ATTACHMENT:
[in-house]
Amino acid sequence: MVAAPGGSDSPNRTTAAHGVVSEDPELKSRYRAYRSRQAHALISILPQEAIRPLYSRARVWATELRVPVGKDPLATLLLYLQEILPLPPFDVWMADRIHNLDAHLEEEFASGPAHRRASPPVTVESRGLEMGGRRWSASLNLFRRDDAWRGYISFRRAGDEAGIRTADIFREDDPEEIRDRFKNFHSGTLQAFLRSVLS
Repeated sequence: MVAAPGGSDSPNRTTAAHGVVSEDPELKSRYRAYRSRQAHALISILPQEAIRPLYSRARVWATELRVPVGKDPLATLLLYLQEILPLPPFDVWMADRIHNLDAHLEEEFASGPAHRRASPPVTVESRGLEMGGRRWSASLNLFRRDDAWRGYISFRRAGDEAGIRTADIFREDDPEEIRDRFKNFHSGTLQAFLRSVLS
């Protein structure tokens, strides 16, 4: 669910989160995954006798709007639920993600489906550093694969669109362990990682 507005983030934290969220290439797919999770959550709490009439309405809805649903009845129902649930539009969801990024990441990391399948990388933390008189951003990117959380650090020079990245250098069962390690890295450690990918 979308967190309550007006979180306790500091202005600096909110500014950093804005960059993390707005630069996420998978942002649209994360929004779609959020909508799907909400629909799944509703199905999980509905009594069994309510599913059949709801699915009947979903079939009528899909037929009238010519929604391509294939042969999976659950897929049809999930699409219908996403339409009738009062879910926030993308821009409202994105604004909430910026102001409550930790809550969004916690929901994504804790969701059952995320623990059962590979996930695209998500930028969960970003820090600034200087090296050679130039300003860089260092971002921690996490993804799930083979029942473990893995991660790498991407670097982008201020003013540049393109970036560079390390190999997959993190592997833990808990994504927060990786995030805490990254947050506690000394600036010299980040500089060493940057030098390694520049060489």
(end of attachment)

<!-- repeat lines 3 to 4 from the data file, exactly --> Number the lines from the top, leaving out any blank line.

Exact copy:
Repeated sequence: MVAAPGGSDSPNRTTAAHGVVSEDPELKSRYRAYRSRQAHALISILPQEAIRPLYSRARVWATELRVPVGKDPLATLLLYLQEILPLPPFDVWMADRIHNLDAHLEEEFASGPAHRRASPPVTVESRGLEMGGRRWSASLNLFRRDDAWRGYISFRRAGDEAGIRTADIFREDDPEEIRDRFKNFHSGTLQAFLRSVLS
């Protein structure tokens, strides 16, 4: 669910989160995954006798709007639920993600489906550093694969669109362990990682 507005983030934290969220290439797919999770959550709490009439309405809805649903009845129902649930539009969801990024990441990391399948990388933390008189951003990117959380650090020079990245250098069962390690890295450690990918 979308967190309550007006979180306790500091202005600096909110500014950093804005960059993390707005630069996420998978942002649209994360929004779609959020909508799907909400629909799944509703199905999980509905009594069994309510599913059949709801699915009947979903079939009528899909037929009238010519929604391509294939042969999976659950897929049809999930699409219908996403339409009738009062879910926030993308821009409202994105604004909430910026102001409550930790809550969004916690929901994504804790969701059952995320623990059962590979996930695209998500930028969960970003820090600034200087090296050679130039300003860089260092971002921690996490993804799930083979029942473990893995991660790498991407670097982008201020003013540049393109970036560079390390190999997959993190592997833990808990994504927060990786995030805490990254947050506690000394600036010299980040500089060493940057030098390694520049060489």